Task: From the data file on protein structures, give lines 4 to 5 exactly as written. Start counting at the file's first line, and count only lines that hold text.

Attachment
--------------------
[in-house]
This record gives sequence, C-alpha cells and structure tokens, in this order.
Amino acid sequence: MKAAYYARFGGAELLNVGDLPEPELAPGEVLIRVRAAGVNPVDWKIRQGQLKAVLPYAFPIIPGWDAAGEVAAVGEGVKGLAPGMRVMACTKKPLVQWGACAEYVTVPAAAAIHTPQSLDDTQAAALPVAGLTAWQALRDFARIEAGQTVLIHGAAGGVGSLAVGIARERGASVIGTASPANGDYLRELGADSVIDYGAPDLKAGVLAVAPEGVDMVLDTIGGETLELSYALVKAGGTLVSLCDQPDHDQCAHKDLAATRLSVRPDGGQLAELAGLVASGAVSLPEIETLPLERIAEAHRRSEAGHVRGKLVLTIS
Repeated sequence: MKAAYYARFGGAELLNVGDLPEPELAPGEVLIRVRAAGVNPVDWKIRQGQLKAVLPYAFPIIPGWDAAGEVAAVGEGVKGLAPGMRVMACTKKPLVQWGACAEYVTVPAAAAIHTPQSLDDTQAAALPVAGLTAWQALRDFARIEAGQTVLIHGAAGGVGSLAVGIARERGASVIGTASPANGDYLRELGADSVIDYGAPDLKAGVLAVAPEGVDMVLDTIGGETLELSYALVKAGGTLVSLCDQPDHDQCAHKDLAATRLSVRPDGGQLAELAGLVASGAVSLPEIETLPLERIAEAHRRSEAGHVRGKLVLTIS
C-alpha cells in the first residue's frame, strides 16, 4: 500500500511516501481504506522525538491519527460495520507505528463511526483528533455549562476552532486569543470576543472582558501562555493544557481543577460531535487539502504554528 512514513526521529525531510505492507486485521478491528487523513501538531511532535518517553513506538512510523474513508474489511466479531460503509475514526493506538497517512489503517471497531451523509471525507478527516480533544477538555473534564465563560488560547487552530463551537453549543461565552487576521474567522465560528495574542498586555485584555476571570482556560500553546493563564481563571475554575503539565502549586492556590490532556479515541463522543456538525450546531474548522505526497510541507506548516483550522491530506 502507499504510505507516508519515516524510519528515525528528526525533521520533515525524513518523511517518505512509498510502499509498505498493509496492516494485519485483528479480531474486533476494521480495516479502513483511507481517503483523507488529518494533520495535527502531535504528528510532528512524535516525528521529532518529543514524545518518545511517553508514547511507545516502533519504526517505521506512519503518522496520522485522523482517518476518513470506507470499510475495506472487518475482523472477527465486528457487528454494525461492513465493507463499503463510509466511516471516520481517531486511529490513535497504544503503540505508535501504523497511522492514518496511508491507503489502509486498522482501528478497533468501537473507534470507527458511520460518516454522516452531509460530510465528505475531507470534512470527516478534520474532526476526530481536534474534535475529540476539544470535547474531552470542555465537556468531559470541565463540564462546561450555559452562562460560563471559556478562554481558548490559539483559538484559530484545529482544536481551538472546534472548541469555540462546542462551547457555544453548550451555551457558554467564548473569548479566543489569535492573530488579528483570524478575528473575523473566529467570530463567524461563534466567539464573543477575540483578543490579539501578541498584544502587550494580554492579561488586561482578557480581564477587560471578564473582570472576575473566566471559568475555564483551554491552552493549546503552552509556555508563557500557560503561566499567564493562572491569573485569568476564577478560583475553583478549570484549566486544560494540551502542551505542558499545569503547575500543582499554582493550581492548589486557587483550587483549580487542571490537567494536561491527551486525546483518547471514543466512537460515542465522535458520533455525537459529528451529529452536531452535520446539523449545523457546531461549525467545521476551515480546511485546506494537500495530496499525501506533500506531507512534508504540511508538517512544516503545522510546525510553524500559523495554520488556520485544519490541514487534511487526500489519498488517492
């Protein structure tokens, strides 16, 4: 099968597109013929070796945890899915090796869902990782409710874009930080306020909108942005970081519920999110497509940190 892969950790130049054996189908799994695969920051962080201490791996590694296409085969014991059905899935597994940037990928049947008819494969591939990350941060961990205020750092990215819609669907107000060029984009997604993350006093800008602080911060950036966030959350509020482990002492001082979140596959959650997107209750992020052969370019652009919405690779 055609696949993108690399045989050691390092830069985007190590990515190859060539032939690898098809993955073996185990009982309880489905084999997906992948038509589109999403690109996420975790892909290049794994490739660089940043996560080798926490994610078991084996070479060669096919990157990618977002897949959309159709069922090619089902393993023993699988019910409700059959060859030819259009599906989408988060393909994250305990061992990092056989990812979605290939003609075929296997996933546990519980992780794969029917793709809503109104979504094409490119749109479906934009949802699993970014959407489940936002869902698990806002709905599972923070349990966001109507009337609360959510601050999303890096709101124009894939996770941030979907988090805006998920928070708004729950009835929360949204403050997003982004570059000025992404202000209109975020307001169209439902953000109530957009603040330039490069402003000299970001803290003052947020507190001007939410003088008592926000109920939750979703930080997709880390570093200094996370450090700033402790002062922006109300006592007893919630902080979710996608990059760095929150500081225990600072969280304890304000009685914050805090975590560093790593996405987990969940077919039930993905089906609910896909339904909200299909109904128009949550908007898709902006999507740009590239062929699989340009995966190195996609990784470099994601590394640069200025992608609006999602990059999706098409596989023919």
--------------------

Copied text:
Repeated sequence: MKAAYYARFGGAELLNVGDLPEPELAPGEVLIRVRAAGVNPVDWKIRQGQLKAVLPYAFPIIPGWDAAGEVAAVGEGVKGLAPGMRVMACTKKPLVQWGACAEYVTVPAAAAIHTPQSLDDTQAAALPVAGLTAWQALRDFARIEAGQTVLIHGAAGGVGSLAVGIARERGASVIGTASPANGDYLRELGADSVIDYGAPDLKAGVLAVAPEGVDMVLDTIGGETLELSYALVKAGGTLVSLCDQPDHDQCAHKDLAATRLSVRPDGGQLAELAGLVASGAVSLPEIETLPLERIAEAHRRSEAGHVRGKLVLTIS
C-alpha cells in the first residue's frame, strides 16, 4: 500500500511516501481504506522525538491519527460495520507505528463511526483528533455549562476552532486569543470576543472582558501562555493544557481543577460531535487539502504554528 512514513526521529525531510505492507486485521478491528487523513501538531511532535518517553513506538512510523474513508474489511466479531460503509475514526493506538497517512489503517471497531451523509471525507478527516480533544477538555473534564465563560488560547487552530463551537453549543461565552487576521474567522465560528495574542498586555485584555476571570482556560500553546493563564481563571475554575503539565502549586492556590490532556479515541463522543456538525450546531474548522505526497510541507506548516483550522491530506 502507499504510505507516508519515516524510519528515525528528526525533521520533515525524513518523511517518505512509498510502499509498505498493509496492516494485519485483528479480531474486533476494521480495516479502513483511507481517503483523507488529518494533520495535527502531535504528528510532528512524535516525528521529532518529543514524545518518545511517553508514547511507545516502533519504526517505521506512519503518522496520522485522523482517518476518513470506507470499510475495506472487518475482523472477527465486528457487528454494525461492513465493507463499503463510509466511516471516520481517531486511529490513535497504544503503540505508535501504523497511522492514518496511508491507503489502509486498522482501528478497533468501537473507534470507527458511520460518516454522516452531509460530510465528505475531507470534512470527516478534520474532526476526530481536534474534535475529540476539544470535547474531552470542555465537556468531559470541565463540564462546561450555559452562562460560563471559556478562554481558548490559539483559538484559530484545529482544536481551538472546534472548541469555540462546542462551547457555544453548550451555551457558554467564548473569548479566543489569535492573530488579528483570524478575528473575523473566529467570530463567524461563534466567539464573543477575540483578543490579539501578541498584544502587550494580554492579561488586561482578557480581564477587560471578564473582570472576575473566566471559568475555564483551554491552552493549546503552552509556555508563557500557560503561566499567564493562572491569573485569568476564577478560583475553583478549570484549566486544560494540551502542551505542558499545569503547575500543582499554582493550581492548589486557587483550587483549580487542571490537567494536561491527551486525546483518547471514543466512537460515542465522535458520533455525537459529528451529529452536531452535520446539523449545523457546531461549525467545521476551515480546511485546506494537500495530496499525501506533500506531507512534508504540511508538517512544516503545522510546525510553524500559523495554520488556520485544519490541514487534511487526500489519498488517492